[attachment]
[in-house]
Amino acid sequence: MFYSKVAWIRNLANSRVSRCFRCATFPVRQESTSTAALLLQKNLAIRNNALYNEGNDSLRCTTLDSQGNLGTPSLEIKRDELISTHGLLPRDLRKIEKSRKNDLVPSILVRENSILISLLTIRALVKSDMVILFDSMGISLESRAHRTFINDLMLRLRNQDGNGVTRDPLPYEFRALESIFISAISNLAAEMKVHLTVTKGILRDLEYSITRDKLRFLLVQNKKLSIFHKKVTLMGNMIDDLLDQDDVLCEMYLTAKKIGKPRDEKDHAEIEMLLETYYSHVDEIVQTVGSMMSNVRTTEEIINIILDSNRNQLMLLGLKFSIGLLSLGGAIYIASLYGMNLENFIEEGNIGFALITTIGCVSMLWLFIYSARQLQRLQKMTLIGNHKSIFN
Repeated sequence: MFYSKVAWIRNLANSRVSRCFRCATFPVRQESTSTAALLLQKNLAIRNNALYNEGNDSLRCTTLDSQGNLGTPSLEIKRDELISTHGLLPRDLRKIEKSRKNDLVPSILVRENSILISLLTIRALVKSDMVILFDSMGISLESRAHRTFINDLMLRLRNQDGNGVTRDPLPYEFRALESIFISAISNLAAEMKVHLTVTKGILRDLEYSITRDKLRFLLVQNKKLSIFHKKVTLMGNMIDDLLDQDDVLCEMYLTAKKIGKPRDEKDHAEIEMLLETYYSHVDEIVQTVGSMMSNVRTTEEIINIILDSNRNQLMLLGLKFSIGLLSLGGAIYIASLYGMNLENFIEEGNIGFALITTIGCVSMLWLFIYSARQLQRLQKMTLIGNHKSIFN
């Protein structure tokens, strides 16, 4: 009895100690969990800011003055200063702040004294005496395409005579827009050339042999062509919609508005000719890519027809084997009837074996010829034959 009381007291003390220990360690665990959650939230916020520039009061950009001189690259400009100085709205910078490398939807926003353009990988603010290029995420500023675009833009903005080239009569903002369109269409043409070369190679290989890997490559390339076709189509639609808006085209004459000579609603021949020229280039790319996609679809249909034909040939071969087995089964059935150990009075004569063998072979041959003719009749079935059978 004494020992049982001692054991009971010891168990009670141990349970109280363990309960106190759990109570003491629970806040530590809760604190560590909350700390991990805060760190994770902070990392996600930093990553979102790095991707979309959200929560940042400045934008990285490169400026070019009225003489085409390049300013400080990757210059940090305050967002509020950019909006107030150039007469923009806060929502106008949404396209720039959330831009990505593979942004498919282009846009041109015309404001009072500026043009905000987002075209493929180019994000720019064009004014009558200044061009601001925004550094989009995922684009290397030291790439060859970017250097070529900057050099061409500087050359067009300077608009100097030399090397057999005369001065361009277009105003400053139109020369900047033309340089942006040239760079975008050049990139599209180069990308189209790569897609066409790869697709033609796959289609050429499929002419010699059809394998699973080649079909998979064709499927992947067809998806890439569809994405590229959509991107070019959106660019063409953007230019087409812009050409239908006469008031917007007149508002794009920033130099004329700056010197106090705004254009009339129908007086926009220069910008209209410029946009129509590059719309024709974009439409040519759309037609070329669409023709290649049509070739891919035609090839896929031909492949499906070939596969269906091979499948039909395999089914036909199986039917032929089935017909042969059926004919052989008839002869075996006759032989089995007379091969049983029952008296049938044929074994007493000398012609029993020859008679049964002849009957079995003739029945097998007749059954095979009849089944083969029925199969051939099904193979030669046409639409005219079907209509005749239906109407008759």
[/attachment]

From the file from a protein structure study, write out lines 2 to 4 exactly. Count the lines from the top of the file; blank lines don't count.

Amino acid sequence: MFYSKVAWIRNLANSRVSRCFRCATFPVRQESTSTAALLLQKNLAIRNNALYNEGNDSLRCTTLDSQGNLGTPSLEIKRDELISTHGLLPRDLRKIEKSRKNDLVPSILVRENSILISLLTIRALVKSDMVILFDSMGISLESRAHRTFINDLMLRLRNQDGNGVTRDPLPYEFRALESIFISAISNLAAEMKVHLTVTKGILRDLEYSITRDKLRFLLVQNKKLSIFHKKVTLMGNMIDDLLDQDDVLCEMYLTAKKIGKPRDEKDHAEIEMLLETYYSHVDEIVQTVGSMMSNVRTTEEIINIILDSNRNQLMLLGLKFSIGLLSLGGAIYIASLYGMNLENFIEEGNIGFALITTIGCVSMLWLFIYSARQLQRLQKMTLIGNHKSIFN
Repeated sequence: MFYSKVAWIRNLANSRVSRCFRCATFPVRQESTSTAALLLQKNLAIRNNALYNEGNDSLRCTTLDSQGNLGTPSLEIKRDELISTHGLLPRDLRKIEKSRKNDLVPSILVRENSILISLLTIRALVKSDMVILFDSMGISLESRAHRTFINDLMLRLRNQDGNGVTRDPLPYEFRALESIFISAISNLAAEMKVHLTVTKGILRDLEYSITRDKLRFLLVQNKKLSIFHKKVTLMGNMIDDLLDQDDVLCEMYLTAKKIGKPRDEKDHAEIEMLLETYYSHVDEIVQTVGSMMSNVRTTEEIINIILDSNRNQLMLLGLKFSIGLLSLGGAIYIASLYGMNLENFIEEGNIGFALITTIGCVSMLWLFIYSARQLQRLQKMTLIGNHKSIFN
């Protein structure tokens, strides 16, 4: 009895100690969990800011003055200063702040004294005496395409005579827009050339042999062509919609508005000719890519027809084997009837074996010829034959 009381007291003390220990360690665990959650939230916020520039009061950009001189690259400009100085709205910078490398939807926003353009990988603010290029995420500023675009833009903005080239009569903002369109269409043409070369190679290989890997490559390339076709189509639609808006085209004459000579609603021949020229280039790319996609679809249909034909040939071969087995089964059935150990009075004569063998072979041959003719009749079935059978 004494020992049982001692054991009971010891168990009670141990349970109280363990309960106190759990109570003491629970806040530590809760604190560590909350700390991990805060760190994770902070990392996600930093990553979102790095991707979309959200929560940042400045934008990285490169400026070019009225003489085409390049300013400080990757210059940090305050967002509020950019909006107030150039007469923009806060929502106008949404396209720039959330831009990505593979942004498919282009846009041109015309404001009072500026043009905000987002075209493929180019994000720019064009004014009558200044061009601001925004550094989009995922684009290397030291790439060859970017250097070529900057050099061409500087050359067009300077608009100097030399090397057999005369001065361009277009105003400053139109020369900047033309340089942006040239760079975008050049990139599209180069990308189209790569897609066409790869697709033609796959289609050429499929002419010699059809394998699973080649079909998979064709499927992947067809998806890439569809994405590229959509991107070019959106660019063409953007230019087409812009050409239908006469008031917007007149508002794009920033130099004329700056010197106090705004254009009339129908007086926009220069910008209209410029946009129509590059719309024709974009439409040519759309037609070329669409023709290649049509070739891919035609090839896929031909492949499906070939596969269906091979499948039909395999089914036909199986039917032929089935017909042969059926004919052989008839002869075996006759032989089995007379091969049983029952008296049938044929074994007493000398012609029993020859008679049964002849009957079995003739029945097998007749059954095979009849089944083969029925199969051939099904193979030669046409639409005219079907209509005749239906109407008759």